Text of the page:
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Contemporary Notables of the name McKeachnie (post 1700)


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Contemporary Notables of the name McKeachnie (post 1700)



  • Gayle McKeachnie (b. 1943), American Republican politician, Lieutenant Governor of Utah, 2004; Delegate to Republican National Convention from Utah, 2004 [1]CITATION[CLOSE]
    The Political Graveyard: Alphabetical Name Index. (Retrieved 2015, November 24) . Retrieved from http://politicalgraveyard.com/alpha/index.html

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McKeachnie Family Crest Products


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McKeachnie Family Crest Products




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See Also


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See Also




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Citations


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Citations



  1. ^ The Political Graveyard: Alphabetical Name Index. (Retrieved 2015, November 24) . Retrieved from http://politicalgraveyard.com/alpha/index.html

Other References

  1. Bolton, Charles Knowles. Bolton's American Armory. Baltimore: Heraldic Book Company, 1964. Print.
  2. Magnusson, Magnus. Chambers Biographical Dictionary 5th edition. Edinburgh: W & R Chambers, 1990. Print.
  3. Urquhart, Blair Edition. Tartans The New Compact Study Guide and Identifier. Secauccus, NJ: Chartwell Books, 1994. Print. (ISBN 0-7858-0050-6).
  4. Samuelsen, W. David. New York City Passenger List Manifests Index 1820 - 1824. North Salt Lake, Utah: Accelerated Indexing Systems International, 1986. Print.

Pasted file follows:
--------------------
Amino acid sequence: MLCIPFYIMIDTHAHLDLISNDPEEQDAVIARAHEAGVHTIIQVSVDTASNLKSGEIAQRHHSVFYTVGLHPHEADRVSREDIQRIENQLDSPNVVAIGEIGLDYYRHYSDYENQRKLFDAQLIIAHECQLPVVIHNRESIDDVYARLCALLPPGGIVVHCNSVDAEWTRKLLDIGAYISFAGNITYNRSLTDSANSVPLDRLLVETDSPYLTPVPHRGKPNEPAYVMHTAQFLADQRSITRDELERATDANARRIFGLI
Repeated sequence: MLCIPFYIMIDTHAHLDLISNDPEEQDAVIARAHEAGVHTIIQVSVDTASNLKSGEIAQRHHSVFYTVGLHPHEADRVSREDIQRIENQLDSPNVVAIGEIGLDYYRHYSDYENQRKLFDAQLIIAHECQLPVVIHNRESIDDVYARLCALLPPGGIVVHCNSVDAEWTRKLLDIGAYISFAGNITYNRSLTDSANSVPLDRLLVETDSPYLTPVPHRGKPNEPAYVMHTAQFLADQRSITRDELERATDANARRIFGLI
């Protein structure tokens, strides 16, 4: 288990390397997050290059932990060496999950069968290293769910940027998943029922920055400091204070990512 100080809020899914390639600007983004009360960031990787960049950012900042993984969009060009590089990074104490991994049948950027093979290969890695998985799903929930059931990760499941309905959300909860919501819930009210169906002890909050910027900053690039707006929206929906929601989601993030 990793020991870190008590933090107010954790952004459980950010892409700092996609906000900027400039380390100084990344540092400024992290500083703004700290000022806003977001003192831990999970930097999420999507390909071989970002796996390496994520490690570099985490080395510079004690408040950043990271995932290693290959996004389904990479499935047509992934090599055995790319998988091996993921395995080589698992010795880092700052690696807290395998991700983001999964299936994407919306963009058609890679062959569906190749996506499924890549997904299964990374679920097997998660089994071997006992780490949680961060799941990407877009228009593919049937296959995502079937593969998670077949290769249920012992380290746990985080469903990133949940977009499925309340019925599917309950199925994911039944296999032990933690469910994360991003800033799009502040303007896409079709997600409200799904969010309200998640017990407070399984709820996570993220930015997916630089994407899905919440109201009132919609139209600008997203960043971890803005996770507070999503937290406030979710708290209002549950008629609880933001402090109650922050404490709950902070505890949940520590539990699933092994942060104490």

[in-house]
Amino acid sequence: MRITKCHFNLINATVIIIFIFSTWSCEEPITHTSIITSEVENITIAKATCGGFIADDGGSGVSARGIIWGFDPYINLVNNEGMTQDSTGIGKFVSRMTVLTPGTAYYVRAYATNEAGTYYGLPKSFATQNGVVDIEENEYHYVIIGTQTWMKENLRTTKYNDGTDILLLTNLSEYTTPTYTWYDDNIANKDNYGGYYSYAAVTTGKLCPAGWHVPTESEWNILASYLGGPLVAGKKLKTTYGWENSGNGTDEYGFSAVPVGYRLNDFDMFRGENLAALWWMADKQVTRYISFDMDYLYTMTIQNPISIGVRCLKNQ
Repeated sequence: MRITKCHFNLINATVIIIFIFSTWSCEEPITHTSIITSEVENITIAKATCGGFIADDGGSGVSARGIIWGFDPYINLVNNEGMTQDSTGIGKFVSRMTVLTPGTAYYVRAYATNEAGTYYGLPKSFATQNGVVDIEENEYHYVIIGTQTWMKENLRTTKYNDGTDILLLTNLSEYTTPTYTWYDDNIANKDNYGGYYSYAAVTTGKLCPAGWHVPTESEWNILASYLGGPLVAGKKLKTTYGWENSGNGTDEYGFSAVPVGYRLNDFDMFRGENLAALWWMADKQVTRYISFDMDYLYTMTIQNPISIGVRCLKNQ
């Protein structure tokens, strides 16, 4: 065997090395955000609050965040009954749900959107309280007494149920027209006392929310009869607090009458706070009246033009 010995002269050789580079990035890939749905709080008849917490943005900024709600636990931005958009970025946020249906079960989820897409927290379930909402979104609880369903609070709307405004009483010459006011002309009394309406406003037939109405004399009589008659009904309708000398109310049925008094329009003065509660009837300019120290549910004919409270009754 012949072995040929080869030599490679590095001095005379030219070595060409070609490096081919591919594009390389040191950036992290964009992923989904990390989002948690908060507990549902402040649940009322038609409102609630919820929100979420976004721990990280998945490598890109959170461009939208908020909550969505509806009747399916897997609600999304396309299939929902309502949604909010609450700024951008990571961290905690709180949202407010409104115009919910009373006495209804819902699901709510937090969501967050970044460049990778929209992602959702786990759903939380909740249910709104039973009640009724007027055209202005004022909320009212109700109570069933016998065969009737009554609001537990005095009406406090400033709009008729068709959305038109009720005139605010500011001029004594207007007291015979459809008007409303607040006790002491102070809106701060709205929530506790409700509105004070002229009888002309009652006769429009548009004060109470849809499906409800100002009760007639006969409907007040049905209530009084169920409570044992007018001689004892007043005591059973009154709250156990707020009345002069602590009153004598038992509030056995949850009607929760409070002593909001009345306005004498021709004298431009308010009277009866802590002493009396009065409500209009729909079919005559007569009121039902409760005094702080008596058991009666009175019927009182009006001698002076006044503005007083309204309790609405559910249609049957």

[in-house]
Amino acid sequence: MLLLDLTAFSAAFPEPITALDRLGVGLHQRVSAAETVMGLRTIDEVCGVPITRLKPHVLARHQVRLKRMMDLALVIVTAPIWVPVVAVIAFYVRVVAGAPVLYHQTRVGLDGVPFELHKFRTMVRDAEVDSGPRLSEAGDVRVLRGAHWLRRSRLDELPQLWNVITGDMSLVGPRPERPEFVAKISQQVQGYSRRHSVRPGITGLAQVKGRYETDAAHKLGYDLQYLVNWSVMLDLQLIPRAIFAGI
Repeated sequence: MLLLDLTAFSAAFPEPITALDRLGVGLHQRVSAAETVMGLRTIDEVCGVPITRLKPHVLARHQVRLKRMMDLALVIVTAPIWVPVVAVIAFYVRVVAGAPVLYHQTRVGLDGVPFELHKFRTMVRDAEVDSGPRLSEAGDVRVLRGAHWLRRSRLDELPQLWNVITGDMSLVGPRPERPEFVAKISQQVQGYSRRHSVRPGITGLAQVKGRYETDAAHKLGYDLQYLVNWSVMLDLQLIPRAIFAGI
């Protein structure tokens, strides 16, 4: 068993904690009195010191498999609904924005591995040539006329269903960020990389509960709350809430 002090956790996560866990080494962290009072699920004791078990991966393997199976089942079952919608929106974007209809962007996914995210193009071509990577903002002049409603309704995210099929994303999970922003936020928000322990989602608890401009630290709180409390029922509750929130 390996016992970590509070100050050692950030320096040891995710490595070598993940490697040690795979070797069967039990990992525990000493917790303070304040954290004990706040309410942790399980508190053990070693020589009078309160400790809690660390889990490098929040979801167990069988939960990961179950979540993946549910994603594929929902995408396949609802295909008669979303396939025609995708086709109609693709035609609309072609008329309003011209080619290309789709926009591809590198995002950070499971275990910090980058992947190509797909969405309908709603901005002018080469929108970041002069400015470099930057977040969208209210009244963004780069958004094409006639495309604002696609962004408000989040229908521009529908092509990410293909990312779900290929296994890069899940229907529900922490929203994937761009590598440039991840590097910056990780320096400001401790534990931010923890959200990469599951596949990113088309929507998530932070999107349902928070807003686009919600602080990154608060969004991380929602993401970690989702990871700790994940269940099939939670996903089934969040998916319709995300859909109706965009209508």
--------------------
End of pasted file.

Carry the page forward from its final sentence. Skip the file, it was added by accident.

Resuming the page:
5. Donaldson, Gordon and Robert S. Morpeth. Who's Who In Scotish History. Wales: Welsh Academic Press, 1996. Print. (ISBN 186057-0054).
  6. Bowman, George Ernest. The Mayflower Reader A Selection of Articales from The Mayflower Descendent. Baltimore: Genealogical Publishing. Print.
  7. Leeson, Francis L. Dictionary of British Peerages. Baltimore: Genealogical Publishing, 1986. Print. (ISBN 0-8063-1121-5).
  8. Innes, Thomas and Learney. Socts Heraldry A Practical Handbook on the Historical Principles and Modern Application of the Art of Science. London: Oliver and Boyd, 1934. Print.
  9. Le Patourel, John. The Norman Empire. New York: Oxford University Press, 1976. Print. (ISBN 0-19-822525-3).
  10. Weis, Frederick Lewis, Walter Lee Sheppard and David Faris. Ancestral Roots of Sixty Colonists Who Came to New England Between 1623 and 1650 7th Edition. Baltimore: Genealogical Publishing, 1992. Print. (ISBN 0806313676).
  11. ...

The McKeachnie Family Crest was acquired from the Houseofnames.com archives. The McKeachnie Family Crest was drawn according to heraldic standards based on published blazons. We generally include the oldest published family crest once associated with each surname.

This page was last modified on 24 November 2015 at 10:35.